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Monday 29 May 2017
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What She Said! with Christine Bentley & Kate Wheeler on The Jewel Radio Network.

4 Habits to Embrace If You’re a Woman With Type 2 Diabetes

diab

                           By Tracey Ruiz, The Sleep Doula – sleepdoula.com

My journey with type 2 diabetes has been an empowering experience and one that has made me make my health a priority. My health is often last on the list of responsibilities as someone who frequently works at all hours helping moms manage the daily responsibilities of parenting. I didn’t look at my diagnosis as a death sentence but instead as the kick in the butt that I needed.

Some tips that have helped me through my journey include:

Work one-on-one with your physician to find an individual care plan.

Make sure you tell them your concerns. Be honest about what you will be able to follow through on when it comes to your lifestyle. My doctor gave me a chance to show her I could make the lifestyle change to help me with my recovery.

Don’t be afraid of treatment options.

For me, medication was started at a high level, but I was able to wean completely off within a few years. The sooner I was able to get my sugars under control the better I felt. I educated myself about the options and talked to my doctor to see if they could be included in my treatment.

Make sure you get adequate sleep.

Even being a sleep doula meant it was important for me to make my own sleep a priority. Having healthy sleep habits and a good night’s rest was important to my recovery.

Make the lifestyle change.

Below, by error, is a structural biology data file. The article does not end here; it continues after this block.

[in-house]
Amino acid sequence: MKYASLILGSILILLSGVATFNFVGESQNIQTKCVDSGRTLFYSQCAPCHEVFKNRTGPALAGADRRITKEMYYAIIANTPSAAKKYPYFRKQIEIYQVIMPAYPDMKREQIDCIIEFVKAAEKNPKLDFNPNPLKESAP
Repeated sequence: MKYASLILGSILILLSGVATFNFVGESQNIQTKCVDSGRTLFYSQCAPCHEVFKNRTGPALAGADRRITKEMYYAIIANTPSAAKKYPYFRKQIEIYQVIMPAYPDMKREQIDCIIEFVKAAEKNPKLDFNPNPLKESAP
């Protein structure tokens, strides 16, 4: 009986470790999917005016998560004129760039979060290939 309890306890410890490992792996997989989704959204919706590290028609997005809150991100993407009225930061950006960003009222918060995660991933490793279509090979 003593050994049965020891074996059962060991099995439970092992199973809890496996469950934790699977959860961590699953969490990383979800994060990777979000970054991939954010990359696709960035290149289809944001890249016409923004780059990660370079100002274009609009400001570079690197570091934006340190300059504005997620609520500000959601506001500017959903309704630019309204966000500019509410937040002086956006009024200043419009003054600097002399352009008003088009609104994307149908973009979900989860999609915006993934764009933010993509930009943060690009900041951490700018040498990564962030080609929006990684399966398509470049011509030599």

During my journey I learned that I really needed to commit to the lifestyle change. Thinking that I could “cheat” here and there, or go back to not getting the rest, and not making myself a priority resulted in things slipping in my diabetes management.

Sidebar with Dr. Tharsan Sivakumar, MD, MPH, FRCPC
Institute of Diabetes & Endocrinology
www.i-endocrinology.com

What women need to know about type 2 diabetes:

  • Among women with diabetes, some research shows that the prognosis for heart disease can be worse for women compared to men.
  • Women with diabetes are more likely to develop urinary tract infections and yeast infections compared to women without diabetes.
  • Diabetes is an important risk factor for heart disease.  Women can have heart attacks without the common symptom of chest pain and manifest other symptoms such as fatigue, nausea, vomiting and/or dizziness.
  • If you are planning on conceiving or are currently pregnant, you should know that improving diabetes (blood sugar) control will improve your chances of conceiving. It also reduces the risk of a miscarriage and can help you have a healthy baby.
  • Losing weight can help reduce the risk of developing diabetes and can improve your blood sugar control if you have existing diabetes.